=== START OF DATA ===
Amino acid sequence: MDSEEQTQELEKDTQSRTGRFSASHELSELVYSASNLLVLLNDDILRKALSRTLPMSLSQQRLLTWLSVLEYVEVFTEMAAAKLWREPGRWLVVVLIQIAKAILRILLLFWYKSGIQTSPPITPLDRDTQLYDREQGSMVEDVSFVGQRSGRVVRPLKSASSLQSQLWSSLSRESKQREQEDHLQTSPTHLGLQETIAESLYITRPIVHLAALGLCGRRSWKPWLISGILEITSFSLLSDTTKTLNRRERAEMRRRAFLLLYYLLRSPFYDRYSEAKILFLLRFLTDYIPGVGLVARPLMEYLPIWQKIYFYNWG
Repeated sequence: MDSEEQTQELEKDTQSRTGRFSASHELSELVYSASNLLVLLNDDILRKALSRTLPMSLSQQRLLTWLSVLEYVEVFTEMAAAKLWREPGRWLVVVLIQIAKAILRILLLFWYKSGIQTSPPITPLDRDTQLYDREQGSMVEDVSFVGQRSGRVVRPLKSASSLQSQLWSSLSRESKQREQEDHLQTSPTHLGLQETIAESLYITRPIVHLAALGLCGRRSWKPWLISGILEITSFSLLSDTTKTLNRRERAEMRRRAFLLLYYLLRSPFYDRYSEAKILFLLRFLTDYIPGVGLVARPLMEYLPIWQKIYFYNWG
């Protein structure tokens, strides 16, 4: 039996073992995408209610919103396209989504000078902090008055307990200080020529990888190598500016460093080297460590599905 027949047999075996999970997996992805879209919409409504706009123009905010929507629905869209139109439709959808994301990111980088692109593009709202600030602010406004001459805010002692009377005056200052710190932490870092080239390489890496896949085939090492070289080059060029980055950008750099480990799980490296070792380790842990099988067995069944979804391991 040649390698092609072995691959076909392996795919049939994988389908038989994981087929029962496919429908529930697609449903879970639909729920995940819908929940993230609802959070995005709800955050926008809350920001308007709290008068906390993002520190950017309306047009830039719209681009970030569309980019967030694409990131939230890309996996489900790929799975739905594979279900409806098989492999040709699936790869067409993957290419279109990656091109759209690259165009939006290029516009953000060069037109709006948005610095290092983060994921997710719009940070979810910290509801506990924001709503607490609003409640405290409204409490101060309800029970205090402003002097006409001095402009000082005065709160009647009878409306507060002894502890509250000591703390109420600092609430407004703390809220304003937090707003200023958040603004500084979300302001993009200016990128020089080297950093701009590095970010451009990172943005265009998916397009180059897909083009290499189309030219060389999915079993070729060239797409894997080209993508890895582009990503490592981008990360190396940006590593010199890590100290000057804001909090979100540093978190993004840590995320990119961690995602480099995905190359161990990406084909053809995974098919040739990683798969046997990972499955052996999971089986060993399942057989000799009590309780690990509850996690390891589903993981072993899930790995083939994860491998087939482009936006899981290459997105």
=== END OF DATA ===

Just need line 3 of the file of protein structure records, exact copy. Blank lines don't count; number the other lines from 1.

């Protein structure tokens, strides 16, 4: 039996073992995408209610919103396209989504000078902090008055307990200080020529990888190598500016460093080297460590599905 027949047999075996999970997996992805879209919409409504706009123009905010929507629905869209139109439709959808994301990111980088692109593009709202600030602010406004001459805010002692009377005056200052710190932490870092080239390489890496896949085939090492070289080059060029980055950008750099480990799980490296070792380790842990099988067995069944979804391991 040649390698092609072995691959076909392996795919049939994988389908038989994981087929029962496919429908529930697609449903879970639909729920995940819908929940993230609802959070995005709800955050926008809350920001308007709290008068906390993002520190950017309306047009830039719209681009970030569309980019967030694409990131939230890309996996489900790929799975739905594979279900409806098989492999040709699936790869067409993957290419279109990656091109759209690259165009939006290029516009953000060069037109709006948005610095290092983060994921997710719009940070979810910290509801506990924001709503607490609003409640405290409204409490101060309800029970205090402003002097006409001095402009000082005065709160009647009878409306507060002894502890509250000591703390109420600092609430407004703390809220304003937090707003200023958040603004500084979300302001993009200016990128020089080297950093701009590095970010451009990172943005265009998916397009180059897909083009290499189309030219060389999915079993070729060239797409894997080209993508890895582009990503490592981008990360190396940006590593010199890590100290000057804001909090979100540093978190993004840590995320990119961690995602480099995905190359161990990406084909053809995974098919040739990683798969046997990972499955052996999971089986060993399942057989000799009590309780690990509850996690390891589903993981072993899930790995083939994860491998087939482009936006899981290459997105």